How can a bike share operation be the subject of a $15 million lawsuit? Where does personal injury law end and common sense begin? Or is the lawsuit one that has total merit?
These are all questions facing Ronald Corwin, 73, and his personal injury lawyers, who are suing Citi Bike and New York City for $15 million in what is probably the first large personal injury lawsuit against the bike share since its launch in May.
seems to be the first big personal injury lawsuit against the bike share since the system’s launch last May.
The Connecticut man filed the injury lawsuit after hitting a concrete barrier near a Citi Bike docking station, which he claims flipped his bike and resulted in nerve damage. He claims he cannot now smell, with everything smelling of cardboard. Such is the essence of a personal injury lawsuit.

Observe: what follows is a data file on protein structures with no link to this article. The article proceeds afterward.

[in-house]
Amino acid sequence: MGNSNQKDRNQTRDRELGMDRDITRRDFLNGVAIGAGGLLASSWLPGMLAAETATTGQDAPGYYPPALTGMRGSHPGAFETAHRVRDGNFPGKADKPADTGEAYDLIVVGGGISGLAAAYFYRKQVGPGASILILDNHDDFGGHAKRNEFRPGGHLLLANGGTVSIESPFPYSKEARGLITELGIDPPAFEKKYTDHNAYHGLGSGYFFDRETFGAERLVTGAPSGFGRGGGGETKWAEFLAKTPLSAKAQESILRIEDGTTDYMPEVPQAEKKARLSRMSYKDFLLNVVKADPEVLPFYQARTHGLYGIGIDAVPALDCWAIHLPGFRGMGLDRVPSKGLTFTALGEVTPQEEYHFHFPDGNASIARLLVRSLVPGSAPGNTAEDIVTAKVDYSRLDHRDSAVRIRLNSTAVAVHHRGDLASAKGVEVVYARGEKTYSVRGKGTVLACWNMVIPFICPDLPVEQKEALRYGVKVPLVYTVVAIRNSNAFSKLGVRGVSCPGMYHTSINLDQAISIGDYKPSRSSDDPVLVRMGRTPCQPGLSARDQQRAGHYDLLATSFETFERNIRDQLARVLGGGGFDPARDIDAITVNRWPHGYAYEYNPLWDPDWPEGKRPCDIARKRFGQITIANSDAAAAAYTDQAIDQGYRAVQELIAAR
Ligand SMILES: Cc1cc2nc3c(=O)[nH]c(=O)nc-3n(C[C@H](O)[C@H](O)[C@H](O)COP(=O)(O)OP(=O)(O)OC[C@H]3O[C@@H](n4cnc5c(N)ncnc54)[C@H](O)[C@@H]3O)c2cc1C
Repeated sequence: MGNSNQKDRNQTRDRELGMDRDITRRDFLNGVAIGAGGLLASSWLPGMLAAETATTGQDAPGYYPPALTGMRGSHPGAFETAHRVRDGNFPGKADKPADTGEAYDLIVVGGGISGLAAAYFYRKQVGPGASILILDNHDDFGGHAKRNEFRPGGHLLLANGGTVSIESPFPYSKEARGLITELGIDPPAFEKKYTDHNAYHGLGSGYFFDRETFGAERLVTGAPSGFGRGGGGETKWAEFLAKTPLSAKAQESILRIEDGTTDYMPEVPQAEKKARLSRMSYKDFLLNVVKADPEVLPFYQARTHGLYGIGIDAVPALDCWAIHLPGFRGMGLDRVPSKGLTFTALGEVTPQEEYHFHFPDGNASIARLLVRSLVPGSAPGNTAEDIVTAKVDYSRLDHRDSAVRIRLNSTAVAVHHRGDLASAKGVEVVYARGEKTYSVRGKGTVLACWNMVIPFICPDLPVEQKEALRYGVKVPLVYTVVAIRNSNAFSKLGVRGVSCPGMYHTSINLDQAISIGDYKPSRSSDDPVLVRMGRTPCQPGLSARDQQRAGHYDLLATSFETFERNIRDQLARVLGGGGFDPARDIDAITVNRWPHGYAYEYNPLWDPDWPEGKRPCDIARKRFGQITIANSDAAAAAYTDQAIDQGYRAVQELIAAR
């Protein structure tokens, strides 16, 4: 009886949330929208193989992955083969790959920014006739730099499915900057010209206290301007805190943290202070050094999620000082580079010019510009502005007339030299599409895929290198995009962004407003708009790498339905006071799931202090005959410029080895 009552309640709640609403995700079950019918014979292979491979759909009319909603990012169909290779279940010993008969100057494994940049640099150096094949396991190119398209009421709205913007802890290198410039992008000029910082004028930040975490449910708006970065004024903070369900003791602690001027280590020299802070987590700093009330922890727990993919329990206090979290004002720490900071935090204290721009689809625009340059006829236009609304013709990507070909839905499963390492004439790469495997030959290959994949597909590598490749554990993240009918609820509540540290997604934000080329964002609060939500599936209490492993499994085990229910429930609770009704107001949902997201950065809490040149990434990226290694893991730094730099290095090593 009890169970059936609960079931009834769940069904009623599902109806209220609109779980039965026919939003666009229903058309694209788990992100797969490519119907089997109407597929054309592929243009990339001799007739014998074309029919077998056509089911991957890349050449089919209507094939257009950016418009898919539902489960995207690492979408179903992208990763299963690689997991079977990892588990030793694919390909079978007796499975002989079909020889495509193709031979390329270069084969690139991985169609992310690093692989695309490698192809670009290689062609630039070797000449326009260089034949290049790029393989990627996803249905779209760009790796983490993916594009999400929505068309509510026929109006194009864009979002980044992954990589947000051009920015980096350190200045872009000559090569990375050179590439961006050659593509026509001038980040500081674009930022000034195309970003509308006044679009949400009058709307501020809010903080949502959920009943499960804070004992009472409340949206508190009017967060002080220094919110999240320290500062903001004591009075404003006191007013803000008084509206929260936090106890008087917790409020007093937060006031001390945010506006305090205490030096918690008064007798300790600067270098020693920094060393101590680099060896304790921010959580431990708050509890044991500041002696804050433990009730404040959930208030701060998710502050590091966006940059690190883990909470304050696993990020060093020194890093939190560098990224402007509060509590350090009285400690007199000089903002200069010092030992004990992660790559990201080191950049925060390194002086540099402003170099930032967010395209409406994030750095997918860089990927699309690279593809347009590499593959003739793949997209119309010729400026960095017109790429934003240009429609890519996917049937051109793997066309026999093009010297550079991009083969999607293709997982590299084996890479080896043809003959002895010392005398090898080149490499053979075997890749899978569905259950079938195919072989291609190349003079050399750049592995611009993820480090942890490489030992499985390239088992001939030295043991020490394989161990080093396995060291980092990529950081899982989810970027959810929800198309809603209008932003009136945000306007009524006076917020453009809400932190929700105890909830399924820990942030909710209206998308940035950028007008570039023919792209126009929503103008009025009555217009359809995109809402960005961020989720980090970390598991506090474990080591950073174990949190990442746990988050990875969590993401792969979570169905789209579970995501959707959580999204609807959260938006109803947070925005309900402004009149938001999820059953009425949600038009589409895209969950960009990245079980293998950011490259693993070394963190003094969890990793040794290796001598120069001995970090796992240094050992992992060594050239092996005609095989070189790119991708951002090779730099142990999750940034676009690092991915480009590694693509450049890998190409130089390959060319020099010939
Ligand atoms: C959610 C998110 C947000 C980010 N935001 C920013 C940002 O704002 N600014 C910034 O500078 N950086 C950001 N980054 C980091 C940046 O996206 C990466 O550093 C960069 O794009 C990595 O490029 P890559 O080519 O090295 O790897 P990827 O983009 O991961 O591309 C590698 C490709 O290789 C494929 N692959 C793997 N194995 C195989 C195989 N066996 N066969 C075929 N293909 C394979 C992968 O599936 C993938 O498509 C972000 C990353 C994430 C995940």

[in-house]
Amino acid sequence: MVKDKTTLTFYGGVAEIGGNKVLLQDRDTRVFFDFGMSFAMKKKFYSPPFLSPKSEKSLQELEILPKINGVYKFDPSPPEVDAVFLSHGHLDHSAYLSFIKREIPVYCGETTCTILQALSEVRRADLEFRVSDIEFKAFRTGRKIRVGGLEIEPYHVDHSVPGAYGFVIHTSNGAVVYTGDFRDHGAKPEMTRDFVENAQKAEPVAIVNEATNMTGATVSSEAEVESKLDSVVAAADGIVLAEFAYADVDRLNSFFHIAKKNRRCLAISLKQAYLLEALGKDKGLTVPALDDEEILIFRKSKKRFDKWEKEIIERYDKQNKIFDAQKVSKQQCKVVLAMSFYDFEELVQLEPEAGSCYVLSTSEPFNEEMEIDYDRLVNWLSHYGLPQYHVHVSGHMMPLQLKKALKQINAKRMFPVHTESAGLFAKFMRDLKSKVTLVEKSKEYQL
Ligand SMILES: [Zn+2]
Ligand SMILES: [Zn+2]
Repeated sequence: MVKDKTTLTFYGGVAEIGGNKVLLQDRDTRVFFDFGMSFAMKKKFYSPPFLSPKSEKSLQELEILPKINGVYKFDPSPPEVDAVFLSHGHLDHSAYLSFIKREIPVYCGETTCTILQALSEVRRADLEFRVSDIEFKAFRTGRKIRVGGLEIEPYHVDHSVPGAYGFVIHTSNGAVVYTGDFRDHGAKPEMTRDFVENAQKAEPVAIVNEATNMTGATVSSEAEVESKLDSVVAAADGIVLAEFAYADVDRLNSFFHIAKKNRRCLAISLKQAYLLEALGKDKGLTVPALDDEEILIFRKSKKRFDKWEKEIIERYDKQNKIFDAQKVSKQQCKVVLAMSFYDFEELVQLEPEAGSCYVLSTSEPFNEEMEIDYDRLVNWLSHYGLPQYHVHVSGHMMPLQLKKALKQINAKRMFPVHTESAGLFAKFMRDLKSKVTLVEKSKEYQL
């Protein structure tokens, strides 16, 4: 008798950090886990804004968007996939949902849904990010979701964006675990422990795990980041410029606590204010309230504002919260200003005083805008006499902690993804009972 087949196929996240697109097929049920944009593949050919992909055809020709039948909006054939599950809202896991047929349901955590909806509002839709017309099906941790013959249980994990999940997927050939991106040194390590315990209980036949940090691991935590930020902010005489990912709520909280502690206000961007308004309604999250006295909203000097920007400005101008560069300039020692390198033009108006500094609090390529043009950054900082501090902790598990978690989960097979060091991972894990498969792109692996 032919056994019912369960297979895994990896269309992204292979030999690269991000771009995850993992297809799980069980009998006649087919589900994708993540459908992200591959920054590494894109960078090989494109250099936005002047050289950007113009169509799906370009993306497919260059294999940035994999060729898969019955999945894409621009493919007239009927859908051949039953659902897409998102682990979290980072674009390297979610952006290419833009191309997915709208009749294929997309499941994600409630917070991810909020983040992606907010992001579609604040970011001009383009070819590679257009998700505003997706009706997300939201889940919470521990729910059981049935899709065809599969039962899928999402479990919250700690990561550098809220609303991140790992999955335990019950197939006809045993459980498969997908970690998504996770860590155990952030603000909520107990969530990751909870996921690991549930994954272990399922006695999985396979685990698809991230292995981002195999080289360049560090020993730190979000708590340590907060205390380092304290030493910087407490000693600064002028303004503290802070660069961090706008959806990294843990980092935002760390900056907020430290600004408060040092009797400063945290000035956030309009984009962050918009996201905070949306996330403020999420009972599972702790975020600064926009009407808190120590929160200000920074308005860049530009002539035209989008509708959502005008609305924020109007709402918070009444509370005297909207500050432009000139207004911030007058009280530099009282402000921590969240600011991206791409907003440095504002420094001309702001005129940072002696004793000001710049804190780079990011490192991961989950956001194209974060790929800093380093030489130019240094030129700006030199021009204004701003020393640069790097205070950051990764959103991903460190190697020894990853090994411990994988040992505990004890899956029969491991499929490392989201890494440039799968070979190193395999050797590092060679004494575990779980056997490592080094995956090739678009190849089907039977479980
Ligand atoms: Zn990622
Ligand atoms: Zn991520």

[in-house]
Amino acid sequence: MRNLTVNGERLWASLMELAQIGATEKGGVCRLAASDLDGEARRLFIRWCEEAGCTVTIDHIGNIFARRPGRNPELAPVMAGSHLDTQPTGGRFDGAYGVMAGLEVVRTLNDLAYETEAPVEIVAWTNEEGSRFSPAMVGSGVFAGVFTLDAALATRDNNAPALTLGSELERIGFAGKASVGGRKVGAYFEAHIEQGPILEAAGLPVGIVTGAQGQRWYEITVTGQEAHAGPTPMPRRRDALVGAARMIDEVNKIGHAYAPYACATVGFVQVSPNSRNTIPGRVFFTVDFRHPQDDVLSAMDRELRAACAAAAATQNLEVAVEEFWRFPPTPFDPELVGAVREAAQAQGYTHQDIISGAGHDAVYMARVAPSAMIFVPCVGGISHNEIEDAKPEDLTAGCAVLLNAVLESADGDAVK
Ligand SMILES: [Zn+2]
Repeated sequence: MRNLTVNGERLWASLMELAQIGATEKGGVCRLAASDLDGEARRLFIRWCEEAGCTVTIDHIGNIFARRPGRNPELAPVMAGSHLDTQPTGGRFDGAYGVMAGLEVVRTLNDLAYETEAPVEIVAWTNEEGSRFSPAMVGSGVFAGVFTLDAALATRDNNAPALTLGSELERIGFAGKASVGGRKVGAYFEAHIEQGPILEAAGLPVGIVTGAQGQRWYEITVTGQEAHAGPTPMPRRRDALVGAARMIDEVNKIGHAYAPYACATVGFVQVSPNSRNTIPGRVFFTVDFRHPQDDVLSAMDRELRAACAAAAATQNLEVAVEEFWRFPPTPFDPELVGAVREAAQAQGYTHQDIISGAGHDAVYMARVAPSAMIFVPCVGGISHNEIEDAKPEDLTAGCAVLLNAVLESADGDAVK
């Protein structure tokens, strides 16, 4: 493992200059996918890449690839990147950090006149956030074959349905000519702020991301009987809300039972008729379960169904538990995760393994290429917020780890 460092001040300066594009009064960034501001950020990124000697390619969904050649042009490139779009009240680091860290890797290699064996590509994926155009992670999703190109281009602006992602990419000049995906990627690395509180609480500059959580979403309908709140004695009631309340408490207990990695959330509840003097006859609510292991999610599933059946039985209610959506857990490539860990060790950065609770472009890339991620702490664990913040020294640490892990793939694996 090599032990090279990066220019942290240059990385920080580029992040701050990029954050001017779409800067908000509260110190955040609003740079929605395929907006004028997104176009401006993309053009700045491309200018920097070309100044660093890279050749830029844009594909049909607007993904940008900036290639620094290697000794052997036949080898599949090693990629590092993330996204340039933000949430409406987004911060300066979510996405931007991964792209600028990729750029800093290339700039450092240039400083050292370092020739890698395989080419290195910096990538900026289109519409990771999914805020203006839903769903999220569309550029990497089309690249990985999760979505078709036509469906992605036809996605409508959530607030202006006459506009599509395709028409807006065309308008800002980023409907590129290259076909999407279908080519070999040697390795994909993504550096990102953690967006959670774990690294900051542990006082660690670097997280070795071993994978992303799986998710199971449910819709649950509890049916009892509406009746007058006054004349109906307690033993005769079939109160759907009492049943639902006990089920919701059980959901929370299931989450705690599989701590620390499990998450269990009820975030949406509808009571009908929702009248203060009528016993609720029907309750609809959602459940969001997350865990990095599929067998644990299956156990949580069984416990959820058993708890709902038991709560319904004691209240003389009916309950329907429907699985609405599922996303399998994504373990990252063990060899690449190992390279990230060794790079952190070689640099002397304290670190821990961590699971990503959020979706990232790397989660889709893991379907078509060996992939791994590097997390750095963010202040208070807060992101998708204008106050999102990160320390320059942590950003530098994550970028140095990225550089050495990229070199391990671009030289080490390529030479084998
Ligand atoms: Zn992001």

Citi Bike’s contract with the city protects the city from claims, placing responsibility for lawsuits solely on the operator. The city declined to comment on pending litigation.
The pleadings filed by the plaintiff claim Corwin didn’t see the 6-foot wide, 6-inch tall “wheelstop” because it blended in with the road.
Although there weren’t any cones or colored markings to indicate the concrete barrier at the time, both were implemented after another man went airborne after a run-in with the same “wheelstop” later that month.